­­­­A Sermon Delivered by

The Reverend E. F. Michael Morgan, Ph.D.

Trinity Episcopal Church

Morgantown, WV

 

Easter V

May 19, 2019

 

 

Now the Son of Man has been glorified,…by this everyone will know that you are my disciples, if you have love for one another. (John 13: 31-35)

 

 

Here’s the scene. I’m at the wheel in my car, negotiating twists and turns as I’m racing down Route I-79 on my way to Fairmont in order to connect with clergy at still another diocesan meeting at Christ Church. I’m late for the meeting, and somewhat out of sorts with everyone else on the road. They’re all crazy drivers – not me of course – just them; darting in and out, jumping lanes and recklessly cutting people off. It’s dangerous out on the road; and I figure I had better get an idea of what the road conditions are like. So I turn on my GPS for “Traffic Conditions” – you know the App that says, “Traffic-is heavy and congested en route, and I should expect delays, and so on. That’s when I learn things are really about to go sour. An accident appears on the screen as I the approach the ramp where I want to get off. Then my GPS announces in a calm and soothing voice that I should be cautious and careful, and that “drivers can expect a twenty minute delay due to several bottlenecks in the area.”

 

Bottlenecks …. That’s the last thing anyone needs on a busy commute.

 

Interestingly, there’s a really good book published not-too-long ago entitled Bottlenecks: A New Theory of Equal Opportunity, written by Joseph Fishkin. According to the author, bottlenecks are described as “narrow places through which people must pass if they hope to reach a wide range of opportunities that fan out on the other side.” These bottlenecks are omnipresent in everybody’s life experience – in fact, there are no social distinctions to the bottlenecks that people inevitably face every day. And to be objective for just a moment, bottlenecks can be seen either as major obstacles toward reaching developmental milestones, or as challenging conduits that must be navigated to acquire life’s necessities; fundamental things like food, or tokens of exchange like money. Bottlenecks can keep us from meeting particular obligations, or they can inspire us to seek new ways to obtain our goals. The point here is simply this:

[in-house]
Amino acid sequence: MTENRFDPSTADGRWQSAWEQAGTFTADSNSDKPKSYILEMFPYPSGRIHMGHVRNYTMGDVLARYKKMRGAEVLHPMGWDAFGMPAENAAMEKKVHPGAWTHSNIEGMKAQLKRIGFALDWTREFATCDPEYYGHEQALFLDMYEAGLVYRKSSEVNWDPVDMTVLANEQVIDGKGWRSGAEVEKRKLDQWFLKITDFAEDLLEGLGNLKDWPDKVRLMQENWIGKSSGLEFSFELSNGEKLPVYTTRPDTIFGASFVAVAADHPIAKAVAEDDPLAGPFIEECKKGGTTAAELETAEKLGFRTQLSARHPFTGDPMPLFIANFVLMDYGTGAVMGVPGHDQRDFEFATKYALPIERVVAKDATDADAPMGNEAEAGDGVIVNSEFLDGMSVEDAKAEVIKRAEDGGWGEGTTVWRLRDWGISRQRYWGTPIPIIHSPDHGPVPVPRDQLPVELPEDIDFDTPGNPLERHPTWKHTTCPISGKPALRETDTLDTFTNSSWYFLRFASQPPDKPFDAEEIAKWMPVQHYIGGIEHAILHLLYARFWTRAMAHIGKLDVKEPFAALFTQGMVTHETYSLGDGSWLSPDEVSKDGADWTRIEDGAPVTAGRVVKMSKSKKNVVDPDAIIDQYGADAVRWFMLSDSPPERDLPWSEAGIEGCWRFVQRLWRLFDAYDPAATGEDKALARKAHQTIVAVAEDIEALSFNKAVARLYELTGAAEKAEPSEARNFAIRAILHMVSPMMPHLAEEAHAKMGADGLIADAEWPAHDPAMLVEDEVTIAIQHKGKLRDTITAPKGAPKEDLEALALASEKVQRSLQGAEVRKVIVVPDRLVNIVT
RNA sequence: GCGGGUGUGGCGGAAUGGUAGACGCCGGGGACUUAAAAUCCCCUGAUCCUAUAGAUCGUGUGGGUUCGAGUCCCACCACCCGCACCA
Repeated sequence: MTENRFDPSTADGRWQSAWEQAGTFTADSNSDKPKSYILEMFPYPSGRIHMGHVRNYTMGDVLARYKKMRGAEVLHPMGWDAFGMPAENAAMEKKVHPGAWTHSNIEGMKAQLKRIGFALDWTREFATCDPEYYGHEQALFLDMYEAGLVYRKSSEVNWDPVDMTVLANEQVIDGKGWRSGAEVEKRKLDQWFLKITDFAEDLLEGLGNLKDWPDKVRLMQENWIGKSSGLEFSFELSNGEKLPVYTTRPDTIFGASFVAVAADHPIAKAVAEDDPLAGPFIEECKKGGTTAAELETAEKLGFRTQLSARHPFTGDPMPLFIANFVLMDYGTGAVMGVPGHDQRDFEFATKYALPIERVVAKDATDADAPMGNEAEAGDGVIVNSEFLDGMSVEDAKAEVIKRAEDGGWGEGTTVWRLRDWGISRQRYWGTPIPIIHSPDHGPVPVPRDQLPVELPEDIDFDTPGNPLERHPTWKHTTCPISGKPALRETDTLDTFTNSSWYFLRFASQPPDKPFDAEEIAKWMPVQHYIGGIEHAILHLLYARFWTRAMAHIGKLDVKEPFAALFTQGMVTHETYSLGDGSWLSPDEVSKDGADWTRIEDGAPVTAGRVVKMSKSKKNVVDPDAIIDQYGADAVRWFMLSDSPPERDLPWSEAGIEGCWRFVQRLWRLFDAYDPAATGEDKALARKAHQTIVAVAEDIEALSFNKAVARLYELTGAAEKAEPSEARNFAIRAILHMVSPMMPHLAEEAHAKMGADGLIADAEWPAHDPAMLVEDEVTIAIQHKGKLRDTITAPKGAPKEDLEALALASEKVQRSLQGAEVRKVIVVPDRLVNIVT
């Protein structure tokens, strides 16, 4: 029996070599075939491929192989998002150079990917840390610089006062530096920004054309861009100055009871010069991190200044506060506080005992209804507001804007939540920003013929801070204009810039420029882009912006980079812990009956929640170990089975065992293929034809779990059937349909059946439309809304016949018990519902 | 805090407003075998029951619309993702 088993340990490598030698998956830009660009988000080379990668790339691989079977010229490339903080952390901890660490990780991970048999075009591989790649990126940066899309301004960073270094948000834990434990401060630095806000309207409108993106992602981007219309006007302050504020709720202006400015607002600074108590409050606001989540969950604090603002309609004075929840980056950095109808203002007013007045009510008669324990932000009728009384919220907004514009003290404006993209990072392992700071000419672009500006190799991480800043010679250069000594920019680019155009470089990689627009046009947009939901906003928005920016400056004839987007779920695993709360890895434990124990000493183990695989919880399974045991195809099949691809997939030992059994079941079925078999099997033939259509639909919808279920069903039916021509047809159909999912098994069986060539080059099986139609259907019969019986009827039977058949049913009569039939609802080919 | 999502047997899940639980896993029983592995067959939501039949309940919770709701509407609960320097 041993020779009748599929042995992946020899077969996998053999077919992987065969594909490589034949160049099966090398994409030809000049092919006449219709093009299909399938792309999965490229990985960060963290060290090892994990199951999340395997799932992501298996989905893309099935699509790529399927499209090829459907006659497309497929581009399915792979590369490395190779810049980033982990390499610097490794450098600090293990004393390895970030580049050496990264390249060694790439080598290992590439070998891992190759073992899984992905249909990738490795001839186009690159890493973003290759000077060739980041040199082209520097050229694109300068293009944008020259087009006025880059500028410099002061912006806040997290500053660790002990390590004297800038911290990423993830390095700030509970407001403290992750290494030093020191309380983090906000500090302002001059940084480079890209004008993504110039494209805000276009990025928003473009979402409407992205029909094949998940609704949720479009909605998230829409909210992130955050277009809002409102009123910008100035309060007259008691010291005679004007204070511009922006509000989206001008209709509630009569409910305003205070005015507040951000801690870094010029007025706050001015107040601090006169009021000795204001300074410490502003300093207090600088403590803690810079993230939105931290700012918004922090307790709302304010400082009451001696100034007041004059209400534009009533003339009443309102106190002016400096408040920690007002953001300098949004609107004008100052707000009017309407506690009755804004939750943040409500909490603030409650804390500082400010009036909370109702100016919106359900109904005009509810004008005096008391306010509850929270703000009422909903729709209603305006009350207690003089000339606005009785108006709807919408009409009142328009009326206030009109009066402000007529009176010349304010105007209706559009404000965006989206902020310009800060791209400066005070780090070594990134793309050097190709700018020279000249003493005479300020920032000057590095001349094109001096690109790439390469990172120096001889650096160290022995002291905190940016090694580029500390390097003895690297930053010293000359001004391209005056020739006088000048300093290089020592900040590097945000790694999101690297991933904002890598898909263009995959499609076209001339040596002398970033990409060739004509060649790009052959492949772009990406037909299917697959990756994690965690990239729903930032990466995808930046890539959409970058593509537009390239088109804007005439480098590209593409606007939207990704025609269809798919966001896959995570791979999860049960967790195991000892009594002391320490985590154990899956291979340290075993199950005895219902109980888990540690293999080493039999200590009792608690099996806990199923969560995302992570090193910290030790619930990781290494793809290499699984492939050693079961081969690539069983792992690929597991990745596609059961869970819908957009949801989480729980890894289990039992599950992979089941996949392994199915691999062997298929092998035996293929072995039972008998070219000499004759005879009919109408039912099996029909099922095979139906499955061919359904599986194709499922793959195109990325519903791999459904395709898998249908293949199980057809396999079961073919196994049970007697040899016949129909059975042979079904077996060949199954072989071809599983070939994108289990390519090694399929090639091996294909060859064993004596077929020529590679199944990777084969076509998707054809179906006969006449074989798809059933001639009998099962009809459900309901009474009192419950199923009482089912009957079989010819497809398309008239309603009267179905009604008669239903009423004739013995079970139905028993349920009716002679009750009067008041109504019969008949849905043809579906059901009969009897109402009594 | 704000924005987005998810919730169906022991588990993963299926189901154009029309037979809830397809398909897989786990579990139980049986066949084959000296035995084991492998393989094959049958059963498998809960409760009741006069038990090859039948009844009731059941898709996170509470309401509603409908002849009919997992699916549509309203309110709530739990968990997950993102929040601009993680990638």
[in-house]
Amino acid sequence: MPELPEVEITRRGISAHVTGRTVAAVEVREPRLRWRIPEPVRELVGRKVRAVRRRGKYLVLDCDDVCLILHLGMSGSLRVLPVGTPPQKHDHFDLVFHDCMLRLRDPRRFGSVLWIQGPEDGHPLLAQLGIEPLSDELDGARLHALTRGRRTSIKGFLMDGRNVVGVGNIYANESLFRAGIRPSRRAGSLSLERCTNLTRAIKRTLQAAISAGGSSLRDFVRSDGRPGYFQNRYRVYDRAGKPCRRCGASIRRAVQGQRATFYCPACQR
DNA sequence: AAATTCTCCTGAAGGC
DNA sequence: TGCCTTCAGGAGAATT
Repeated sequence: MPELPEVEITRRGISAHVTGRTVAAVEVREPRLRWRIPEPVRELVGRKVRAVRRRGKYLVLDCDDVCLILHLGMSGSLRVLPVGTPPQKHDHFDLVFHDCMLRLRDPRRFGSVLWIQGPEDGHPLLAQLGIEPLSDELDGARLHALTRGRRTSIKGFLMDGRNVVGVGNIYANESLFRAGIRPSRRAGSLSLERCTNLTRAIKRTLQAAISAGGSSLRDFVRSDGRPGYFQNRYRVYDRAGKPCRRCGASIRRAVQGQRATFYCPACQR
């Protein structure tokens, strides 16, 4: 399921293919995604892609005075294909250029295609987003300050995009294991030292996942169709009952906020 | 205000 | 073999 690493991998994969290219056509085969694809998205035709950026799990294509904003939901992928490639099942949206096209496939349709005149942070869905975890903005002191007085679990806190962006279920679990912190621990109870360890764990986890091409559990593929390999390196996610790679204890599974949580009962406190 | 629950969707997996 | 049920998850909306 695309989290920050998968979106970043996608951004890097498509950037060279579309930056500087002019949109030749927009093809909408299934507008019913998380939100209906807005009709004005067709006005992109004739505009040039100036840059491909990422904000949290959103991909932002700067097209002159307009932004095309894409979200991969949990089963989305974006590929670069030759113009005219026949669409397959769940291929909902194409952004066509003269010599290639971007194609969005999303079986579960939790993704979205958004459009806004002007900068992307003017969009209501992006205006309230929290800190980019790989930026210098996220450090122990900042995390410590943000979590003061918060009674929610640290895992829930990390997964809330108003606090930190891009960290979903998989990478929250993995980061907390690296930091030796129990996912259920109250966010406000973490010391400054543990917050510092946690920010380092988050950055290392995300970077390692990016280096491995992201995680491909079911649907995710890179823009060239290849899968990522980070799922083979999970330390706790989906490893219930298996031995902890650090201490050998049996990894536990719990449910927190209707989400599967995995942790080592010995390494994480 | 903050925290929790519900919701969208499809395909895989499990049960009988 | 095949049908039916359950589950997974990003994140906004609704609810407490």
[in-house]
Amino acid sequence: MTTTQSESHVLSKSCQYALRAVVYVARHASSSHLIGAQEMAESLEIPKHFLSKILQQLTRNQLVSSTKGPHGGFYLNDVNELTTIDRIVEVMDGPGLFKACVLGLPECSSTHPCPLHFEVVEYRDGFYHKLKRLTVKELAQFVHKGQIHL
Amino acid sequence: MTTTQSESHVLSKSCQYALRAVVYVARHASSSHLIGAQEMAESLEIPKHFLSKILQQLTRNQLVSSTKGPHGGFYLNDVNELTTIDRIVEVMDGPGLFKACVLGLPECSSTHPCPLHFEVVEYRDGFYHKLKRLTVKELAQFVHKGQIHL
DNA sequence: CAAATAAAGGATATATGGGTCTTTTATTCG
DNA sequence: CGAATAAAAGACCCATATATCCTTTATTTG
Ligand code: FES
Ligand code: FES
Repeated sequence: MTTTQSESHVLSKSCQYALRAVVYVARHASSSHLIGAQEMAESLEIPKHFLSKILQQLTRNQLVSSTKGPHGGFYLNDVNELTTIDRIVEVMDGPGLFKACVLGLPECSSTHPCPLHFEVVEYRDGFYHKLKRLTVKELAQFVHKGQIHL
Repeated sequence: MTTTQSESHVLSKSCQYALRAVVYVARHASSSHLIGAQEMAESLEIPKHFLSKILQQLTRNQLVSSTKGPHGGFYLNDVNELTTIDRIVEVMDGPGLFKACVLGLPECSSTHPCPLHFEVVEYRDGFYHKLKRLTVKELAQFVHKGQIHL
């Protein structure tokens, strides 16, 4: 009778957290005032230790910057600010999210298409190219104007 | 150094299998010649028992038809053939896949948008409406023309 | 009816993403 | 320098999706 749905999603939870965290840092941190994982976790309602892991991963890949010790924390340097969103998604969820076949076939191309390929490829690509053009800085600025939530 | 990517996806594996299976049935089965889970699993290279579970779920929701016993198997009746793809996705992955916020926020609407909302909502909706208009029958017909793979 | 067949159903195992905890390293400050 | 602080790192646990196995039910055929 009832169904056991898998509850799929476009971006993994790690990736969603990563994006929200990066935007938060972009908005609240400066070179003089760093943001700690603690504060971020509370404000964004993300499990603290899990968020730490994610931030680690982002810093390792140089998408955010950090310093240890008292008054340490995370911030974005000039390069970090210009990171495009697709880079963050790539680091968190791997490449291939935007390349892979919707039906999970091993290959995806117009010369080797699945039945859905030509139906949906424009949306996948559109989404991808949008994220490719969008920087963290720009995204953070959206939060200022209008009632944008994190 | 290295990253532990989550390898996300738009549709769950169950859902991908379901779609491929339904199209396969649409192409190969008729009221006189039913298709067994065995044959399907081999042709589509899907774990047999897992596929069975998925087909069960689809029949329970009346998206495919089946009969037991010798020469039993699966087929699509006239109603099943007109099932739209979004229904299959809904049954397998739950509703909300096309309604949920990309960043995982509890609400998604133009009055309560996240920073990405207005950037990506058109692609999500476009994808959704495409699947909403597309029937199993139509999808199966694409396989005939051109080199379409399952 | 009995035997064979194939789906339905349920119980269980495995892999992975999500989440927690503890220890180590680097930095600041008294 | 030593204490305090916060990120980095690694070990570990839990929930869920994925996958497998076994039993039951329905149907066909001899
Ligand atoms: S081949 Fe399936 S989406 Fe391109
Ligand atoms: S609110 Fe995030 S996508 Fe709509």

Bottlenecks are here to stay.

So how do we deal with them? That’s a fair question. What happens it seems, is that bottlenecks can and most likely will, directly influence a person’s life chances. Therefore in order to expand opportunities, we need to either widen those bottlenecks confronting us, or find ways for people to go around them. Examples of significant bottlenecks range from the financing of a college education, to the more mundane matter of navigating the roads of West Virginia and the highways of America. Most would probably agree, that when all is said and done, bottlenecks are a major pain in the neck.

 

Be that as it may, with all this as a backdrop, it’s interesting the Gospel lesson this morning contains a passage of Jesus making a passing reference to the afterlife, thereby indirectly promising us a place at the heavenly banquet. This is clearly a more hopeful view than that of an apocalyptic “rapture” where some people are “left behind.” In its own way, the Gospel is warning of spiritual bottlenecks that we may all encounter on our respective journeys of faith before we ever reach our hoped-for destination - heaven. Yet this begs the question further, leading us to wonder – “What’s next?” “Where are we headed if we can’t get through, or we find that it’s impossible to go around the obstacles confronting us?” “Are we living in “end-times” as some zealots seem to suggest?” “Have we come to the proverbial last day, that ‘dreadful day of judgment when the secrets of all hearts shall be disclosed’?” Maybe!